Early on I did a lot of playing with Nick Voreas, who was a highland piper and lived in Ireland for a while, and learned to play whistle and flute. He is a clean, strong player. I learned to play whistle from him, and I almost bought a set of pipes at one point before I realized I had my work cut out for me on the fiddle. I've always loved the pipes. Seamus Ennis was a big influence on me, and later Paddy Keenan. I've always been interested in piping technique, and I've felt, in one way, fiddle is kind of an adjunct, or extension of pipes. You can kind of recreate some piping techniques on it. Piping is rhythmic especially when you get into the closed playing. I love the inflections you can get, like taking the chanter off the knee... all the different variations in sound you can get really fascinate me.
I'm kind of chameleonic when it comes to playing with other people. When I'm playing with someone else, I try to listen to how they're playing and try to match my style to theirs, especially if it's another instrument. For instance, if it's a flute player, I try to put pauses in when they take a breath, I try to phrase the same way. it's a lot more exciting to me, more unified.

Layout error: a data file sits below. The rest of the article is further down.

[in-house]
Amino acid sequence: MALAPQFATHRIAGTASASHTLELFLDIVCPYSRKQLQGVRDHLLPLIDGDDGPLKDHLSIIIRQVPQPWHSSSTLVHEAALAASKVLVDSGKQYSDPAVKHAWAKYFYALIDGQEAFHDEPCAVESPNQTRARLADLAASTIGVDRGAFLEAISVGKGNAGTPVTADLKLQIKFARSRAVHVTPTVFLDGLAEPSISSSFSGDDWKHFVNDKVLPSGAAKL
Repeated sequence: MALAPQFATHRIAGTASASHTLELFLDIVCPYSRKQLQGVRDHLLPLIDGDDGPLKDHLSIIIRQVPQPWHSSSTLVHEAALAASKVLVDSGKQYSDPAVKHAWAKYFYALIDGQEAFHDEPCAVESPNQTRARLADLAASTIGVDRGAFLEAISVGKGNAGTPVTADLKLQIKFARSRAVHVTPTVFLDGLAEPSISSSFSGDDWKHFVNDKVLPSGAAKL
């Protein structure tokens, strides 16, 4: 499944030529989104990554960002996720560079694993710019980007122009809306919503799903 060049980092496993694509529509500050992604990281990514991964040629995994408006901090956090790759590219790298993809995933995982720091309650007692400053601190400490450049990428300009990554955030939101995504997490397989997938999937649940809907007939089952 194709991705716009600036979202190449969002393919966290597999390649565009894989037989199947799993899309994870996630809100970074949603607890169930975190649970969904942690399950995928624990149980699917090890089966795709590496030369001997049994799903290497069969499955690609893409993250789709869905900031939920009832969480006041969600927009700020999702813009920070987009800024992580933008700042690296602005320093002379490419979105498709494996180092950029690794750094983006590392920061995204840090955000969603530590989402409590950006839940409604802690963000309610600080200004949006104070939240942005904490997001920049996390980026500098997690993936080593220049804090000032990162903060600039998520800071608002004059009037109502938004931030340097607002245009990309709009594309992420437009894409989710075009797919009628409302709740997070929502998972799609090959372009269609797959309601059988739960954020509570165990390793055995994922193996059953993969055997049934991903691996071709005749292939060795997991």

Give us an example of a pipe technique on the fiddle.
There are two styles of playing rolls. One is to play melodically, like [Michael] Coleman. I think of it as an older style because I don't hear modern players play it so much. James Kelly plays them. it's more like a turn, where you actually hear both grace notes, the grace note above and the grace note below. You can only do that when the roll comes right on the down beat, like in a reel on the first three eighth notes, Da De Da Da Dum. But when you hear a piper paying, like Paddy Keenan, you are basically dividing the dotted quarter into three eighth notes, with a real fast grace, so you get Da Da Dum. The grace notes are more like percussion notation.
If you have the opportunity to play for a dance, or play solo, or with the Suffering Gaels, do you have a preference?
I don't. [However], I really enjoy playing for an old style step dancer. Solo, hard shoe, reel, jig, hornpipe -- old style, I love that. I really enjoy the interplay, rhythmically. When I was a kid the first instrument I wanted to play was drums, and there's still that desire in me for rhythm. I love a rhythm. So, really, I think of the bow as a drumstick with hair on it.
[This article is from the (out of print) Spring 1997 issue of Fiddler Magazine.]